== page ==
Btw, the tumor had "low malignant potential" when they biopsied it, so all they had to do was cut it out. If I hadn't gotten (surprise) pregnant, who knows how long it would have been before it was found and if it would have spread or something. I like to think my daughter inadvertently may have saved my bladder (or my life), haha :)

starr... starrsitter

This is why it's important for women to retain their right to make their own reproductive choices.  If your choice is between your own life and the potential life of the child you're carrying, you should be allowed to choose your own...and if you want to wait it out, then good luck, but to force women to risk their lives when it's possible to save them is reprehensible (I'm lookin' at you, Catholic Church).

Mom2j... Mom2jngnc

I don't envy anyone who has ever had to ever has to make that decision.


All you can do is what is right for you and your family.

maiah... maiahlynn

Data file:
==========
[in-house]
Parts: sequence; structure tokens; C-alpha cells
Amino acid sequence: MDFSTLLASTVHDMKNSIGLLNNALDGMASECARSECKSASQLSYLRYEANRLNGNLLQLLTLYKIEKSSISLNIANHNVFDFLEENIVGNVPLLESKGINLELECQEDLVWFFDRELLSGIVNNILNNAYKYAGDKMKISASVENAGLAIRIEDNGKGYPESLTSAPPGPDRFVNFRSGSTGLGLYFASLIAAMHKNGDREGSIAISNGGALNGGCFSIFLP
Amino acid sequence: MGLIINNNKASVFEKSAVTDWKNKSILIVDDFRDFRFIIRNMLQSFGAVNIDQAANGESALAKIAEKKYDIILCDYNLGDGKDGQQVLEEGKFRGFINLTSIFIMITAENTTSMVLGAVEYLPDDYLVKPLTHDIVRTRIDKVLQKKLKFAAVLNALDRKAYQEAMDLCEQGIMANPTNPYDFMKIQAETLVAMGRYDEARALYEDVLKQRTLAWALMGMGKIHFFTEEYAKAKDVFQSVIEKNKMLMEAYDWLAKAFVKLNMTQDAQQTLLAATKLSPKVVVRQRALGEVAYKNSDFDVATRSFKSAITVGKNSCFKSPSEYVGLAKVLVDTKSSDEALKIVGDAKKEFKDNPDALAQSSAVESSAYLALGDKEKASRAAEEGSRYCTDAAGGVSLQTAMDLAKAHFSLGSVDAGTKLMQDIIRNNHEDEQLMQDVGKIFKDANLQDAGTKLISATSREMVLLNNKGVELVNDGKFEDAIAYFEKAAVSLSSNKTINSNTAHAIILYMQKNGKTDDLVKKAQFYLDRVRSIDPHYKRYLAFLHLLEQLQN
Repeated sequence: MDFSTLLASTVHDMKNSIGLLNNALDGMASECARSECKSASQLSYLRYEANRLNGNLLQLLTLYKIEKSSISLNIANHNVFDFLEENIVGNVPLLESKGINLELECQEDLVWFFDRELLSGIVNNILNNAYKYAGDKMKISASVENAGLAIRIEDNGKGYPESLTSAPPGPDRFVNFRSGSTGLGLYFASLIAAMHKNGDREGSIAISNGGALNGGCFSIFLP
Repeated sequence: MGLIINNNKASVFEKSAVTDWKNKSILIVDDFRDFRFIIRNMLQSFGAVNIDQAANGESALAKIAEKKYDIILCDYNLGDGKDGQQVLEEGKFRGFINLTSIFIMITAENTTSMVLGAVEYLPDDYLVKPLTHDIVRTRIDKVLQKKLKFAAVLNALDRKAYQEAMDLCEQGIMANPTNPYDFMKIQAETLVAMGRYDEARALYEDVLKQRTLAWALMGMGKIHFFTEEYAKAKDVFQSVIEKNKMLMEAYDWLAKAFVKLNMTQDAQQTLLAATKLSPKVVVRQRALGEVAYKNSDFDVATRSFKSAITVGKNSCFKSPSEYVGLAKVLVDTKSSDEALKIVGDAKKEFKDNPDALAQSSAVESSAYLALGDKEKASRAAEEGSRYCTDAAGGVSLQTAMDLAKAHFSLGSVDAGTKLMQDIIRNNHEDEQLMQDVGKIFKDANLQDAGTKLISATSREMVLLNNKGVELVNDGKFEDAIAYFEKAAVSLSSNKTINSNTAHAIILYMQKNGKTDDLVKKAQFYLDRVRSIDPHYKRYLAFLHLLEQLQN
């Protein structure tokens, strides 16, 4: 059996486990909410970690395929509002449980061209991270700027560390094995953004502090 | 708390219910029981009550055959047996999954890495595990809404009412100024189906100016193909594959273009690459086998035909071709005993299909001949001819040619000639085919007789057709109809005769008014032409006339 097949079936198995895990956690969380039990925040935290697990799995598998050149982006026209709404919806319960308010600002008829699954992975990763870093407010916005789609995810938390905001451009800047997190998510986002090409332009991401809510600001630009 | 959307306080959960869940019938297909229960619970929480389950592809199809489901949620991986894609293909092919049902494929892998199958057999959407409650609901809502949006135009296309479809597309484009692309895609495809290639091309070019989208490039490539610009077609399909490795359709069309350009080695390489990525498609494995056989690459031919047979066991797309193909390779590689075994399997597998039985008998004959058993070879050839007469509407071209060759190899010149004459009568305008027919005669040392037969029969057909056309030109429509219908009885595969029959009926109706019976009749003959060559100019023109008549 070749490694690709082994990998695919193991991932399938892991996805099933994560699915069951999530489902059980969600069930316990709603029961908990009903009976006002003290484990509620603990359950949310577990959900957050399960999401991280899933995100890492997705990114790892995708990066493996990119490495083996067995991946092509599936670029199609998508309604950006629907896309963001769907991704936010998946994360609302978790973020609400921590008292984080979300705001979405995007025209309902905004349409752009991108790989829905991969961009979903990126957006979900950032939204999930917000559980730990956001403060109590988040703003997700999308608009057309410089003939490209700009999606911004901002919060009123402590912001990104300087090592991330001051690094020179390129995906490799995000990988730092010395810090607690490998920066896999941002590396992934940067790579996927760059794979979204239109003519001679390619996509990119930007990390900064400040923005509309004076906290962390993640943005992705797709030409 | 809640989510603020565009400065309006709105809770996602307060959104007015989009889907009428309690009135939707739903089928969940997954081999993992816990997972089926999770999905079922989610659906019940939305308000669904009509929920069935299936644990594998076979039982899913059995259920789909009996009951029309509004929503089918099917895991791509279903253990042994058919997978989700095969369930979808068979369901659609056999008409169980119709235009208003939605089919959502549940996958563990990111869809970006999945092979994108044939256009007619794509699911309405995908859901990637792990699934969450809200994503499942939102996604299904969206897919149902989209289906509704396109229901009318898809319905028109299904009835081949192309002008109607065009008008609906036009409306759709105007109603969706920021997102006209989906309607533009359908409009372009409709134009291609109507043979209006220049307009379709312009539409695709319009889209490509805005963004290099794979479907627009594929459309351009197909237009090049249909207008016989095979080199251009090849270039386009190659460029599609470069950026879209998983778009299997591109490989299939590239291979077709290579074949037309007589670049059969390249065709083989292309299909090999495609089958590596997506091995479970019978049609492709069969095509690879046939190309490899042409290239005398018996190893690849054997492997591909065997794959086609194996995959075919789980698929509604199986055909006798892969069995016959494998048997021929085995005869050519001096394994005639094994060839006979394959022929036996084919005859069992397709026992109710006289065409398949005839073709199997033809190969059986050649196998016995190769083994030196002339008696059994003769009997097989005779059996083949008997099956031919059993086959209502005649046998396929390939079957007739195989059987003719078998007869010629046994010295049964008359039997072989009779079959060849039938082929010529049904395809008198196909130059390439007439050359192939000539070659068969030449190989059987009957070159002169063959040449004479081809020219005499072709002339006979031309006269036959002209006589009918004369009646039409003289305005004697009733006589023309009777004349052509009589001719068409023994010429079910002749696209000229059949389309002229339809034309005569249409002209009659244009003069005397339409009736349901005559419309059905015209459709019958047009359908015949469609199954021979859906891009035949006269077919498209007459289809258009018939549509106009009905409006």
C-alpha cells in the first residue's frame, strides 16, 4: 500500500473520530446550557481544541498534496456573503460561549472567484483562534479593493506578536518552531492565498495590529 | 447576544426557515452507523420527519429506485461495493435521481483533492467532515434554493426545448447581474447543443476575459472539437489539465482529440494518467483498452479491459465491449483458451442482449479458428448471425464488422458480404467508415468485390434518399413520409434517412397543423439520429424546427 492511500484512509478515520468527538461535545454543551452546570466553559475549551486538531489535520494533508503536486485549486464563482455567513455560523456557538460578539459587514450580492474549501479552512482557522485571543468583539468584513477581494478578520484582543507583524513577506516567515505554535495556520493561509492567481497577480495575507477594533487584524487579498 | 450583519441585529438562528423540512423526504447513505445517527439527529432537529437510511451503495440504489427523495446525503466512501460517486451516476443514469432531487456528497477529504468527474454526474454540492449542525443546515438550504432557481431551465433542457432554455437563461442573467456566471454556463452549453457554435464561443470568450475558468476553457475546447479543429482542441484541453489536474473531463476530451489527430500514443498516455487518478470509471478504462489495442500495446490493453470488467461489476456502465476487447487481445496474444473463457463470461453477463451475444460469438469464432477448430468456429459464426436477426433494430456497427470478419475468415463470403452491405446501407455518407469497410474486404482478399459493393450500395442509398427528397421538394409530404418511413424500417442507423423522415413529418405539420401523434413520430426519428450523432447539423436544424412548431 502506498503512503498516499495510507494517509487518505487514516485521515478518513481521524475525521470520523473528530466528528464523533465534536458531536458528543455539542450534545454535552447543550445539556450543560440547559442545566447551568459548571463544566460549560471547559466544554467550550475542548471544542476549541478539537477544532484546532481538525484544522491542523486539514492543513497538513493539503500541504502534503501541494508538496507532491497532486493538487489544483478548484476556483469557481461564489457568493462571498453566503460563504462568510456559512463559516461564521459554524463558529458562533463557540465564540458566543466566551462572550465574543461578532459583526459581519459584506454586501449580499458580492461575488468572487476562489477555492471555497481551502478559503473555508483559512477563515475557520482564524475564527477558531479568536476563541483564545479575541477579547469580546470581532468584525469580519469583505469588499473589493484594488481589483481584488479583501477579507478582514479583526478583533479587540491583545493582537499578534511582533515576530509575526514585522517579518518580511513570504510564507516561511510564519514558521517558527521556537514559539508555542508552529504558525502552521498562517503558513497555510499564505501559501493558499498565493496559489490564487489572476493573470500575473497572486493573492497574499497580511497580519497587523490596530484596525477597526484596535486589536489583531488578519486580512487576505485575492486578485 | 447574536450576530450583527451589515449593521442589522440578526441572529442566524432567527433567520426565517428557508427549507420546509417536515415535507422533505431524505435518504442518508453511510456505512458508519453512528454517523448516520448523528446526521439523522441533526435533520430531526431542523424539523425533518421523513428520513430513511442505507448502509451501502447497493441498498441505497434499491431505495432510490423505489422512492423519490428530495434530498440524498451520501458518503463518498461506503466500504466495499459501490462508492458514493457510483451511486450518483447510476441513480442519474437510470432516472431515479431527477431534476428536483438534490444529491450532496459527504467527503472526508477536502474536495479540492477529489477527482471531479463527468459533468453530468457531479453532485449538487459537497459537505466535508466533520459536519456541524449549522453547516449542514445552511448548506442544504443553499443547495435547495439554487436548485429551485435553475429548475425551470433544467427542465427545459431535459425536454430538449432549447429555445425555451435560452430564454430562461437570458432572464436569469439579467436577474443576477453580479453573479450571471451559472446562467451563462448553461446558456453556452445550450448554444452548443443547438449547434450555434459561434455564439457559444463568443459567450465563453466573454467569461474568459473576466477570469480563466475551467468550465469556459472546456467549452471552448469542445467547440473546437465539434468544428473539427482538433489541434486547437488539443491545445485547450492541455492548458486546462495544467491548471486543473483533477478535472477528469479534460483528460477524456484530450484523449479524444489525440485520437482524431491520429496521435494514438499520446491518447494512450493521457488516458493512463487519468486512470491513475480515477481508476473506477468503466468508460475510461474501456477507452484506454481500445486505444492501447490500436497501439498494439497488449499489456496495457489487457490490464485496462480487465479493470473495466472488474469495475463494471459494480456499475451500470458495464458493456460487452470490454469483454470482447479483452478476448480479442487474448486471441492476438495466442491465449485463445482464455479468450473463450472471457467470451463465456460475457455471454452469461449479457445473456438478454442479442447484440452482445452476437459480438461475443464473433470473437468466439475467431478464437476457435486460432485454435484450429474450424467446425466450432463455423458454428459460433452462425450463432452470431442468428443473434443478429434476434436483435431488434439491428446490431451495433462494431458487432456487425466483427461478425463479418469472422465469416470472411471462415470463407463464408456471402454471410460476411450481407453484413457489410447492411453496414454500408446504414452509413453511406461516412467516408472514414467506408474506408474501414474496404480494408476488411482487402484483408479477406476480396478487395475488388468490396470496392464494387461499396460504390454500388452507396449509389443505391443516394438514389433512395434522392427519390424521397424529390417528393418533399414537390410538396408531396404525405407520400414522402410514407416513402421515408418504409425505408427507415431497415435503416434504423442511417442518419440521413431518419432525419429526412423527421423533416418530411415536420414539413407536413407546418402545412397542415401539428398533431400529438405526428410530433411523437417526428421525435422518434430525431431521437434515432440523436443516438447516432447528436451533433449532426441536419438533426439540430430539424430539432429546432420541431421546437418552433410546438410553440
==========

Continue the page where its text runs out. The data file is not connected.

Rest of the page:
I would pray & delay treatment as long as possible.. 

Jojos... JojosMom18613

I AM Catholic and was slightly offended by Starrsitter's comment, not all of us are out to "...force women to risk their lives when it's possible to save them..." Please avoid making generalizing comments/ statements.


I have Idiopathic Intracranial Hypertension and am being treated with acetazolamide. If I were to get pregnant now the odds of that baby having some sort of deformity (cosmetic or life-threatening) are high. That being said, I already have one child and would not sacrifice my health or force a child to live miserably just so I could have another child.


 

mmarchey mmarchey

Would it be less risky to remove the breast while pregnant rather exposing fetus to chemo or radiation? And doing the treatments after childbirth?

MamaK88 MamaK88

I would terminate the pregnancy, get proper treatment...and then maybe try again later.